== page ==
The offending student hears the perspective of the victim, and of the witnesses, in an effort to open their eyes to the consequences their actions have. Then, this student is assigned a pro-social consequence: writing an apology letter or reporting 10 acts of kindness during a day, for example.

“It’s about giving back to the circle: when you bully, you take something away and this is about you putting something back,” said the upbeat Martin, confident in the potential of the program. “What it teaches is empathy, sensitivity to others and their feelings and respect for others.”

Bullying has increasingly been in the forefront of the public consciousness these past couple years. The importance of anti-bullying programs in school was further accentuated by the suicide of Majorie Raymond last November.

The Quebec government recently tabled a bill calling for a province-wide program to combat bullying in schools. The bill, which calls for an anti-bullying law and which was accompanied by the launch of the website, received criticism for its mechanics but was universally lauded for its intentions.

Meanwhile, the Canadian Institute for Health Research pledged $2 million to a five-year study on the effects of bullying on Lesbian, Gay, Bisexual, Transsexual and Queer groups (LGBTQ). It will assess the long-term health consequences of bullying in school, and the effectiveness of anti-bullying programs across the country. The study’s lead researcher, Dr. Elizabeth Saewyc, said assessing these programs is a crucial step towards effective deterrents to bullying.

“For the most part [these programs] haven’t been rigorously analyzed, and part of what we need to know is not just whether or not they work but why they work,” said the University of British Columbia professor of Nursing and Adolescent Medicine. “What is it about having people who are gay coming into classrooms to answer questions change attitudes? Why do gay-straight alliances in a school help? Do they reduce bullying or just help people feel they belong?”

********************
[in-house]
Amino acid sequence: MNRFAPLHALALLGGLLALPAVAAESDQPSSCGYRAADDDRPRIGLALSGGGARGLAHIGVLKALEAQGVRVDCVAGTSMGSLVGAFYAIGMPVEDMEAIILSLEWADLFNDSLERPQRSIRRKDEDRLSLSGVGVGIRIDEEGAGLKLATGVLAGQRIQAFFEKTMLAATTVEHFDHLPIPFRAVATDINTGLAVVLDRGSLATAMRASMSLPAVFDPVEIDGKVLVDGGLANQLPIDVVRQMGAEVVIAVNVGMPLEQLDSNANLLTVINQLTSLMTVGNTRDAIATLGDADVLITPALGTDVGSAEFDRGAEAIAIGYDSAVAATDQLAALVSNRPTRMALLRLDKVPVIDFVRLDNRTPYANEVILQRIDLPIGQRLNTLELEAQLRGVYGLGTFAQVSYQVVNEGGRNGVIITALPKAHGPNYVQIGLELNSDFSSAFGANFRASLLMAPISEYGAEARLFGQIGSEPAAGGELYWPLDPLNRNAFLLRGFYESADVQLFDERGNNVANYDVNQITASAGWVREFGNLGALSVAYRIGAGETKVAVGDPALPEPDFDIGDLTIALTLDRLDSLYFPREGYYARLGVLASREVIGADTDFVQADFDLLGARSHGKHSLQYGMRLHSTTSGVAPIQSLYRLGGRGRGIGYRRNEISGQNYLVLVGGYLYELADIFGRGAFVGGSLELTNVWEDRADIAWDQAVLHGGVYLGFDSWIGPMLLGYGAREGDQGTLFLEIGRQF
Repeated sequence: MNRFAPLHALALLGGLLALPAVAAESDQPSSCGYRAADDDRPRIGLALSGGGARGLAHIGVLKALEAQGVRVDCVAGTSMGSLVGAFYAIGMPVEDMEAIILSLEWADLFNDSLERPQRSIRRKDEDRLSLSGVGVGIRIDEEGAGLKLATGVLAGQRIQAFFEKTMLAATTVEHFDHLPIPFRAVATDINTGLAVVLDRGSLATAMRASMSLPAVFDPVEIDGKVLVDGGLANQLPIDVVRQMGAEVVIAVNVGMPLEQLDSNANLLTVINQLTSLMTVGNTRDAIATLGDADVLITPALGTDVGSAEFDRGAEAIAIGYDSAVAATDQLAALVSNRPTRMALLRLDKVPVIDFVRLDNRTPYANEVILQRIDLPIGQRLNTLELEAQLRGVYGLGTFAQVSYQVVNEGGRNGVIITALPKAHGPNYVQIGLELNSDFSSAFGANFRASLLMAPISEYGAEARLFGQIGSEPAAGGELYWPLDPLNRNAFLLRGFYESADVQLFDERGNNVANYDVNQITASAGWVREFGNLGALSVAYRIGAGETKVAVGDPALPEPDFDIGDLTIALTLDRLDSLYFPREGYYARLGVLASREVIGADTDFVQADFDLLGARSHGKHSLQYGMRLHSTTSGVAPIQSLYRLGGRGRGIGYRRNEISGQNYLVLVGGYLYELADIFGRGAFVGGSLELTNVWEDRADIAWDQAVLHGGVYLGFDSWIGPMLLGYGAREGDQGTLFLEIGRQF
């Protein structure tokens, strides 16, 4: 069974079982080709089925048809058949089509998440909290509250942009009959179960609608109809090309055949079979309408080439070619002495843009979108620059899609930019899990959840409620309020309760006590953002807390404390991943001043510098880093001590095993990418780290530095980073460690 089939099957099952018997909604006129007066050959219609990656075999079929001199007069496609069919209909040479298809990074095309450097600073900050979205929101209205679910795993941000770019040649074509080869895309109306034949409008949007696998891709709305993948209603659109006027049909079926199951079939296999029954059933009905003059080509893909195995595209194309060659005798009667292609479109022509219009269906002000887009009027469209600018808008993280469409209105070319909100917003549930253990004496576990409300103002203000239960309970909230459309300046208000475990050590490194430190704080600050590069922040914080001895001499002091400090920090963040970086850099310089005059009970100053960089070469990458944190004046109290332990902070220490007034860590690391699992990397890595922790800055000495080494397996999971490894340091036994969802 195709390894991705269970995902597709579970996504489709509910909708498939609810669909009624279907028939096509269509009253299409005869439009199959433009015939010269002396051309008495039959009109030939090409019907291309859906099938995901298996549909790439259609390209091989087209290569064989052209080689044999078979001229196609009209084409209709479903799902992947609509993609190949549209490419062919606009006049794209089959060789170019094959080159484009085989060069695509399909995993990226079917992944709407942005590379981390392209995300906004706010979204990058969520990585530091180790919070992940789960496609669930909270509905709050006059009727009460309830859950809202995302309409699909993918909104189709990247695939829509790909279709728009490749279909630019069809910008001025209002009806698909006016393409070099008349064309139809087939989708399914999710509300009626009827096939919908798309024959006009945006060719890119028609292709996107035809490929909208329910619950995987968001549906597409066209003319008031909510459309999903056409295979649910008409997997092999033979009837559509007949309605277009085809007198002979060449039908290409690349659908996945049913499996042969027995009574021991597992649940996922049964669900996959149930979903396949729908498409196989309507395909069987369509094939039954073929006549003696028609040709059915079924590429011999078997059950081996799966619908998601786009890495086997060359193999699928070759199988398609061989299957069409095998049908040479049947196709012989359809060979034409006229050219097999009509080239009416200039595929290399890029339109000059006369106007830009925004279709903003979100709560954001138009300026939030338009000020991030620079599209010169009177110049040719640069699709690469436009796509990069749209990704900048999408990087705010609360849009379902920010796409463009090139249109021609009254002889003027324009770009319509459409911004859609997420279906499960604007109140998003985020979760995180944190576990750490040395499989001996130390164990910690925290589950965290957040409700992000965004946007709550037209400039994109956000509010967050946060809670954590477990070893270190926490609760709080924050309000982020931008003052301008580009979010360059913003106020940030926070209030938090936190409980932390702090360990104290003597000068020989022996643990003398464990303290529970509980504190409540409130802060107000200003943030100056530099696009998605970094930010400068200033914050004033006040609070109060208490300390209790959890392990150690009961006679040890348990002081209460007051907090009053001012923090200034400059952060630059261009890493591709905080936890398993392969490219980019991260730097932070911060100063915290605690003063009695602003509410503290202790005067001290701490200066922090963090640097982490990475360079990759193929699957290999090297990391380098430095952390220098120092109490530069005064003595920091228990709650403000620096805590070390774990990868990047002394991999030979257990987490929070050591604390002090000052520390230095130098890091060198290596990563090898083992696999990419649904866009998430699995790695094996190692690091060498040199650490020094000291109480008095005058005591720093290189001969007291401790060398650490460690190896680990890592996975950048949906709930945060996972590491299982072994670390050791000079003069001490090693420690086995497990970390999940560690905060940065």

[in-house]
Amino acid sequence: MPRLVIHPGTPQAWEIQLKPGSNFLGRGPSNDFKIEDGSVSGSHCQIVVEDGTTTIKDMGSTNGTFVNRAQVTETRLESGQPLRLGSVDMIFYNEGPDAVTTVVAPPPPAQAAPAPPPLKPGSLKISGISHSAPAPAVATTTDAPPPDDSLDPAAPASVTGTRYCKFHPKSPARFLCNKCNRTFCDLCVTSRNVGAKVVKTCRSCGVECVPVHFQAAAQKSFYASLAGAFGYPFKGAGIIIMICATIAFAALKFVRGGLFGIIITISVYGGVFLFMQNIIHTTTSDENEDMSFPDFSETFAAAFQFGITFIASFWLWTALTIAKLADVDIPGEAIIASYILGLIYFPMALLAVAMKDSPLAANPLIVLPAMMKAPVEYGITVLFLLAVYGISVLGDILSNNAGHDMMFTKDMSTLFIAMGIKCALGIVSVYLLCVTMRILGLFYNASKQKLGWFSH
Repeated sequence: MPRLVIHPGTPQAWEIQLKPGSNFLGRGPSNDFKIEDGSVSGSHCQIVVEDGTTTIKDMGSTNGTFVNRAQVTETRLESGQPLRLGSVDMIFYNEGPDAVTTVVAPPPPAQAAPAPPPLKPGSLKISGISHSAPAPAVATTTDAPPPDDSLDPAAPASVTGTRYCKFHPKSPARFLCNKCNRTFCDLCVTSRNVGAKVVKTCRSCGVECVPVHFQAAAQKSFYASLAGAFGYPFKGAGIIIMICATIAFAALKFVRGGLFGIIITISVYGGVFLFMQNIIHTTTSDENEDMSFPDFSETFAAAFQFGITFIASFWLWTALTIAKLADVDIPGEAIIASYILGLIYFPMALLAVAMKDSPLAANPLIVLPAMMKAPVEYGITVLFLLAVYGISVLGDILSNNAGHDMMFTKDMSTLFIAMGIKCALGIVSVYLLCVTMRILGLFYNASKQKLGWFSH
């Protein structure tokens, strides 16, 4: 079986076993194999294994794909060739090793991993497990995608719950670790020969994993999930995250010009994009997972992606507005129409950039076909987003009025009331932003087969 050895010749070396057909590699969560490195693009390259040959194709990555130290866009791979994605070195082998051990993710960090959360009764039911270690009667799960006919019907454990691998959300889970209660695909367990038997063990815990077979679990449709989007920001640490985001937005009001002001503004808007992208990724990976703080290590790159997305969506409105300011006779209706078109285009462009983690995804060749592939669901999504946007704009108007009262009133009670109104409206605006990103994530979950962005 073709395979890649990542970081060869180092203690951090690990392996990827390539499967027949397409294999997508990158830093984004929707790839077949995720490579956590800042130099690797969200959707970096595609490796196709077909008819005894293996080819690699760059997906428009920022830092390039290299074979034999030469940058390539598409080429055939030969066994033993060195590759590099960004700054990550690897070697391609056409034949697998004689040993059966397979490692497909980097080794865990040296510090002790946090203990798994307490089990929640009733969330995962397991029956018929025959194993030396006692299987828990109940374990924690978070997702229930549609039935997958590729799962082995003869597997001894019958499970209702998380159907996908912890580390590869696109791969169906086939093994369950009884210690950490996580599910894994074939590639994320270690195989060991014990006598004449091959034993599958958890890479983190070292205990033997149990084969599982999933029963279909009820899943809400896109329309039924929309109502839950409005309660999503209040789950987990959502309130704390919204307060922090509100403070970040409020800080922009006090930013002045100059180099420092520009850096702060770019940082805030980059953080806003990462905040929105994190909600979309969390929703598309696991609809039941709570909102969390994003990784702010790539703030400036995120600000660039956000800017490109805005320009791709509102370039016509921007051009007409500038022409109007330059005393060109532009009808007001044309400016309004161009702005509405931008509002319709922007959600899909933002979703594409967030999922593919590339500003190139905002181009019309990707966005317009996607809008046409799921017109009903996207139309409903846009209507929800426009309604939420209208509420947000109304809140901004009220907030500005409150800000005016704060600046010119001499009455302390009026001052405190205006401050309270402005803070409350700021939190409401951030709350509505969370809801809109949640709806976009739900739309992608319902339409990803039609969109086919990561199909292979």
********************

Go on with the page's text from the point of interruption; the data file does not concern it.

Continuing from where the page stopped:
Saewyc expressed both support and interest in the empathy-promoting program at Happyjack. She confirmed that punishment often isn’t the best method of stopping this behaviour, but reiterated that it is hard to judge any anti-bullying program without careful analysis of its effectiveness. The most important thing, she said, is teamwork from kids, teachers, administrators and parents.

“It’s not just a full team effort, it’s a full society effort,” she said. “We have other kinds of issues that people used to bully others about – racism or disabilities or other kinds of circumstances  – so it really takes the whole society to say this isn’t okay, and to change the environment in schools so everyone feels safe and everyone feels like they belong.”

Back at Willie J. Happyjack Memorial, Martin continues to work towards this type of cooperation. He has met with the adults of his community many times to discuss strategies and how the program is being implemented. He has designed one-off refresher courses for students, to make sure what they learned in his eight session program isn’t forgotten.

While potential bullies must learn not to forget, the victim, Martin said, often wishes they could do just that.

“It can be devastating, people don’t realize the impact,” he said, a sombre tone overtaking the hopefulness he exuded throughout the conversation. “Usually the bully never remembers. But the victim never forgets.”